Communicating science to a fresh audience
One of our postdoctoral researchers gives us the lowdown on why communication is a key skill for scientists, and what it was like taking part in Fresh Science.
A chance encounter with a pulsar
Our scientists accidentally stumbled upon a pulsar (a highly magnetized rotating neutron star). This chance discovery was made thanks to the ASKAP telescope.
The Dish: Fact vs fiction
The Dish is an Aussie classic, set at our Parkes radio telescope. Most of the film is based on fact, but what was added for the sake of a (rollicking) good yarn?
ET continues to elude scientists…for now
Breakthrough Listen is the greatest search for ET (extraterrestrial life) in human history, but one that has so far proved elusive.
Astronomy is great business for local ‘rising star’
We’ve partnered with a local small business to help build our next-generation radio telescope, and helped them to reach of the stars.
When in Rome: radio astronomy gets a global boost
Governments from around the world have committed to building and operating an impressive new instrument for understanding the Universe – the Square Kilometre Array.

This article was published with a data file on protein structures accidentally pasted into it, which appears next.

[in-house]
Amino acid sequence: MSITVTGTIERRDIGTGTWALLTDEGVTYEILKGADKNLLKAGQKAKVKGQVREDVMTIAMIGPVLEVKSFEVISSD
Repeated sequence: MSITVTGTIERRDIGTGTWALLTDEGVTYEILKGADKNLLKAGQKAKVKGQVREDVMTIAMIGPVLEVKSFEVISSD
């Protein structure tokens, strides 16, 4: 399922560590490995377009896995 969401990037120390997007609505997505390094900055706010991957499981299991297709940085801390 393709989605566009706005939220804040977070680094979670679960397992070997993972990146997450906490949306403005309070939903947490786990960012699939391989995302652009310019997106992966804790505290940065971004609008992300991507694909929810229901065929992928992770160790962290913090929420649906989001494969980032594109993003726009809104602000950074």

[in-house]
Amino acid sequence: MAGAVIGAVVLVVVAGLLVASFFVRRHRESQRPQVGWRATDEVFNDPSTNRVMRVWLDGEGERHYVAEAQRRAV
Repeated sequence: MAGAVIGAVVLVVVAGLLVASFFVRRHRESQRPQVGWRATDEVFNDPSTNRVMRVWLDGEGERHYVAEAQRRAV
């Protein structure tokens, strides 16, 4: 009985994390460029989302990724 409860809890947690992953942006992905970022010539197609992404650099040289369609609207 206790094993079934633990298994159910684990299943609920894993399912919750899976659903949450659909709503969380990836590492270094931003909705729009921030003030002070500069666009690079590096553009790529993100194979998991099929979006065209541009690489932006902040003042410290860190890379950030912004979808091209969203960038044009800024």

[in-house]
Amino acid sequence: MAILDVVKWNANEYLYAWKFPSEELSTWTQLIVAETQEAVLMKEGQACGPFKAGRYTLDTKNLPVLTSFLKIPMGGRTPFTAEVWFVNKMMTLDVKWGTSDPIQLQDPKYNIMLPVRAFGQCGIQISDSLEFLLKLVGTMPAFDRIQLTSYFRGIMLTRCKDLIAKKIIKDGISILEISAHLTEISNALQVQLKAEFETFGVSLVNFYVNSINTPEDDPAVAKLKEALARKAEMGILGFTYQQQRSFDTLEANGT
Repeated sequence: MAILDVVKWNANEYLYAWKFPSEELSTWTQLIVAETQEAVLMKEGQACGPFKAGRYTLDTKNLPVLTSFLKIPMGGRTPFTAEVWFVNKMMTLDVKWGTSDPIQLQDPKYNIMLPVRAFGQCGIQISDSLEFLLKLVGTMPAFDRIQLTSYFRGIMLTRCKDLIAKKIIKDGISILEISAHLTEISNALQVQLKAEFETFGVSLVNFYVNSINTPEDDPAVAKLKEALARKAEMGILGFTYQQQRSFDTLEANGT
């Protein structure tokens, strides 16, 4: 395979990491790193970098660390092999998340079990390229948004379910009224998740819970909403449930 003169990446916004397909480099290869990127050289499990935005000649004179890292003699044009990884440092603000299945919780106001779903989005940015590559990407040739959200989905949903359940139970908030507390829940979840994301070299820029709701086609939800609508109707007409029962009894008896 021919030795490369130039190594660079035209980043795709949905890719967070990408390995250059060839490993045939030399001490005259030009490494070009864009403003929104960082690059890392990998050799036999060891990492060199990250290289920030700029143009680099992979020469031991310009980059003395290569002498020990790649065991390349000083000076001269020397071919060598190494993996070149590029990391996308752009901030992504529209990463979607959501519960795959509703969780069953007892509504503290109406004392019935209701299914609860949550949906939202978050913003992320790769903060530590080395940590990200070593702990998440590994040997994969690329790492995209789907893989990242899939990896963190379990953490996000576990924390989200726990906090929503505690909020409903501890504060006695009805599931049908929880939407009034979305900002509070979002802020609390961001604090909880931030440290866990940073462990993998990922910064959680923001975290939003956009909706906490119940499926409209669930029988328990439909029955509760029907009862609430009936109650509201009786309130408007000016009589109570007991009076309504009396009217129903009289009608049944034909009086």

Plans for mega-telescope coming into focus
The world’s largest telescope, the Square Kilometre Array, has come a step closer as the plans for its infrastructure are now approved.
Powerful plants and cosmic wonders: meet our honourable scientists
Meet the three CSIRO researchers who have contributed game-changing science, rounding out the Australia Day Honours list this year.
Meet our space sifter
Tim Galvin only wants to worry about the ‘cool, interesting’ stuff. Which might explain why he’s working on an algorithm to sift supernovas from Moon dust.
24 things you didn’t know about CSIRO (that could help you win the next trivia comp)
We like to help solve big problems. If that problem happens to be a tough question about us at your next trivia night, we've got your back.
The search for the source of a mysterious fast radio burst comes relatively close to home
Astronomers think they've identified which galaxy was the source of a blast radio energy, over in a fraction of a second. And it's much closer to us than the others detected, so far.